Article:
I was not familiar with any of the books when we were asked to chose one. I tried to go with recommendations and reading the excerpts and previews hoping to get a book that I would find valuable. So often this fall, I found myself talking about this book and the findings in the book that supported things we were doing in school. The key ideas of empathy, play and story have surfaced many times in my room this year. In Kindergarten our new 2nd Step Bullying program spends the first unit teaching about understanding and recognizing emotions and having students study photos. The next section in the program is on empathy. I also have tried to use thoughts from this book as I weigh my conflicting thoughts on the increasing standards and academic push in kindergarten. I have seen students are definitely capable of achieving the expectations we set for them, and I am proud of all the successful readers and writers that leave my classroom. We need to not forget the social aspects either though. I have attended conferences on using play in the classroom, and think maybe I need to revisit some of my notes and books to think about incorporate more play and movement and social skill development, encourage a few more right brain activities.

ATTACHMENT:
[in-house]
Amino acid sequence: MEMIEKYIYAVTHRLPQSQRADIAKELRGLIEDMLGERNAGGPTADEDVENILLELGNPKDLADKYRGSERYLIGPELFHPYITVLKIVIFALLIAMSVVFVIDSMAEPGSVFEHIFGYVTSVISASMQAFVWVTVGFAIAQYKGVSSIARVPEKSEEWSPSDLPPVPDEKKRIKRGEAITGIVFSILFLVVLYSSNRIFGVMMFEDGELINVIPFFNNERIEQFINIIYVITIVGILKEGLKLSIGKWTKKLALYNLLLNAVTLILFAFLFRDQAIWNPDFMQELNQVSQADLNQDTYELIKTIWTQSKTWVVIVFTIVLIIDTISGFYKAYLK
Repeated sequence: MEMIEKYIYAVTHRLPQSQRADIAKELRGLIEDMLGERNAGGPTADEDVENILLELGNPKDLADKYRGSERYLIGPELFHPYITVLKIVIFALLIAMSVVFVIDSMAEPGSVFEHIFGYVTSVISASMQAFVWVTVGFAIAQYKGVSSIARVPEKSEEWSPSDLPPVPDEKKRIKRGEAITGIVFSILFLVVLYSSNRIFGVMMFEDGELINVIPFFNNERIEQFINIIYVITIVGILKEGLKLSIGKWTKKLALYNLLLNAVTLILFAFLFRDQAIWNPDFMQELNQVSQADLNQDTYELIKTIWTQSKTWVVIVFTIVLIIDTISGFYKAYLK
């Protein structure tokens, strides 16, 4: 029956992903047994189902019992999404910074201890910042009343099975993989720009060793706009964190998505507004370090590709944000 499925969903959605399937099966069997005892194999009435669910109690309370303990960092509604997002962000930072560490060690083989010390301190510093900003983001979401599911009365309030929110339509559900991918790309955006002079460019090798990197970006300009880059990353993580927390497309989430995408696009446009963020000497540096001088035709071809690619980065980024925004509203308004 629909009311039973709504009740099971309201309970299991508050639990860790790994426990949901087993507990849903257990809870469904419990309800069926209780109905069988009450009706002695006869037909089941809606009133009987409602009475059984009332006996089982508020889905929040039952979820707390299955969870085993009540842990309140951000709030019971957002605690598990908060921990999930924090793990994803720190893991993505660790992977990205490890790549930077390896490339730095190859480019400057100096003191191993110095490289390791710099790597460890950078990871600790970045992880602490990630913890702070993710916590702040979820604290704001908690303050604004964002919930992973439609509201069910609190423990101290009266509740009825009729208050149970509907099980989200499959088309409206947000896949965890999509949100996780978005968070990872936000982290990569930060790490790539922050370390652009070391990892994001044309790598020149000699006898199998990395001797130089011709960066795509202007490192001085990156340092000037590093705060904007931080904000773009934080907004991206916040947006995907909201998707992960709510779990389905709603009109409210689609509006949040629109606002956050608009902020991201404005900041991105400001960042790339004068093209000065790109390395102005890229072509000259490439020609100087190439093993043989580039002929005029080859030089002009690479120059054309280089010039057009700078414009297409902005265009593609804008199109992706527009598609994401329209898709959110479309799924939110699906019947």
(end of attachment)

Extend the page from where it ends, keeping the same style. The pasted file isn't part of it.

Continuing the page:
Ever since attending the conference for our ESA by Kathie Nunley, I have received her newsletter. This fall just as we began reading this book, one of her hot topics featured research on one of the key ideas from the book. The following is the hot topic :
“ The right amygdala (RA) is responsible for recognizing
interpersonal emotions. It begins functioning around 6 months gestation.
Prenatal drug use or severe depression in the third trimester, or early
neglect can hijack the RA. A child with such a tainted RA cannot self-regulate.
They are in perpetual stress, the RA is running free and the child cannot
participate in the bonding event. They have difficulty reading others. This
creates the “attachment disorders”. Steven Gray, PhD, University
of the Rockies. “Amygdala and Attachment: Existential Implications.”
Presented August 13, 2010. APA Annual Convention, San Diego, CA.